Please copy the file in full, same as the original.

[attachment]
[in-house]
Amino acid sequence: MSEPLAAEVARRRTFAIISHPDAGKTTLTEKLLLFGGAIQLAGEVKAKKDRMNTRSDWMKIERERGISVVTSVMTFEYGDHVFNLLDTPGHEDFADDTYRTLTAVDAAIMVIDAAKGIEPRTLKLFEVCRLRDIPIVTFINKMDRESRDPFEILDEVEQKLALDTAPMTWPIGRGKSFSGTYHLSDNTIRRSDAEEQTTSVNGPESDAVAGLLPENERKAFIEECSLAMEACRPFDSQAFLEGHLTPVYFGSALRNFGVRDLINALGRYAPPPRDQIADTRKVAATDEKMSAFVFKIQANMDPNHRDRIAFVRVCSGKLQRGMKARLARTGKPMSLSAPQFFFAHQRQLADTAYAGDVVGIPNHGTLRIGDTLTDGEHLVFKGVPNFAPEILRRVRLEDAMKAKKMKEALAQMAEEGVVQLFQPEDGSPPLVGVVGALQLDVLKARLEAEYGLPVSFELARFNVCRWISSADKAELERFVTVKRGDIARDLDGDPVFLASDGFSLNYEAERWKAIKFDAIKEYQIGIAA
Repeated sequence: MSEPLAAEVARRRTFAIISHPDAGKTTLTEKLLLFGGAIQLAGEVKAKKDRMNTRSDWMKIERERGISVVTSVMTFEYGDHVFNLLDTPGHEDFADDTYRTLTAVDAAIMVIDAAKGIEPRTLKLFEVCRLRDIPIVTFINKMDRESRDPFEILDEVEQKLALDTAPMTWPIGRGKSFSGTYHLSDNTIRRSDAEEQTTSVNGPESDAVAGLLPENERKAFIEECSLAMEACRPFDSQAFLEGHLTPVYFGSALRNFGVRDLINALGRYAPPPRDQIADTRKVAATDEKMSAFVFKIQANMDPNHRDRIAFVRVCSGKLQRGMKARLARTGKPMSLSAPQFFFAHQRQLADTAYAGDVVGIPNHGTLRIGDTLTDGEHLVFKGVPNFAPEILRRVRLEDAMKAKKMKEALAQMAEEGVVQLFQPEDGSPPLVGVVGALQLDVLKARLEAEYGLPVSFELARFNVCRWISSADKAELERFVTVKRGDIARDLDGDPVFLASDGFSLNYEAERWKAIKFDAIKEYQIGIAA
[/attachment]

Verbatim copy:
[in-house]
Amino acid sequence: MSEPLAAEVARRRTFAIISHPDAGKTTLTEKLLLFGGAIQLAGEVKAKKDRMNTRSDWMKIERERGISVVTSVMTFEYGDHVFNLLDTPGHEDFADDTYRTLTAVDAAIMVIDAAKGIEPRTLKLFEVCRLRDIPIVTFINKMDRESRDPFEILDEVEQKLALDTAPMTWPIGRGKSFSGTYHLSDNTIRRSDAEEQTTSVNGPESDAVAGLLPENERKAFIEECSLAMEACRPFDSQAFLEGHLTPVYFGSALRNFGVRDLINALGRYAPPPRDQIADTRKVAATDEKMSAFVFKIQANMDPNHRDRIAFVRVCSGKLQRGMKARLARTGKPMSLSAPQFFFAHQRQLADTAYAGDVVGIPNHGTLRIGDTLTDGEHLVFKGVPNFAPEILRRVRLEDAMKAKKMKEALAQMAEEGVVQLFQPEDGSPPLVGVVGALQLDVLKARLEAEYGLPVSFELARFNVCRWISSADKAELERFVTVKRGDIARDLDGDPVFLASDGFSLNYEAERWKAIKFDAIKEYQIGIAA
Repeated sequence: MSEPLAAEVARRRTFAIISHPDAGKTTLTEKLLLFGGAIQLAGEVKAKKDRMNTRSDWMKIERERGISVVTSVMTFEYGDHVFNLLDTPGHEDFADDTYRTLTAVDAAIMVIDAAKGIEPRTLKLFEVCRLRDIPIVTFINKMDRESRDPFEILDEVEQKLALDTAPMTWPIGRGKSFSGTYHLSDNTIRRSDAEEQTTSVNGPESDAVAGLLPENERKAFIEECSLAMEACRPFDSQAFLEGHLTPVYFGSALRNFGVRDLINALGRYAPPPRDQIADTRKVAATDEKMSAFVFKIQANMDPNHRDRIAFVRVCSGKLQRGMKARLARTGKPMSLSAPQFFFAHQRQLADTAYAGDVVGIPNHGTLRIGDTLTDGEHLVFKGVPNFAPEILRRVRLEDAMKAKKMKEALAQMAEEGVVQLFQPEDGSPPLVGVVGALQLDVLKARLEAEYGLPVSFELARFNVCRWISSADKAELERFVTVKRGDIARDLDGDPVFLASDGFSLNYEAERWKAIKFDAIKEYQIGIAA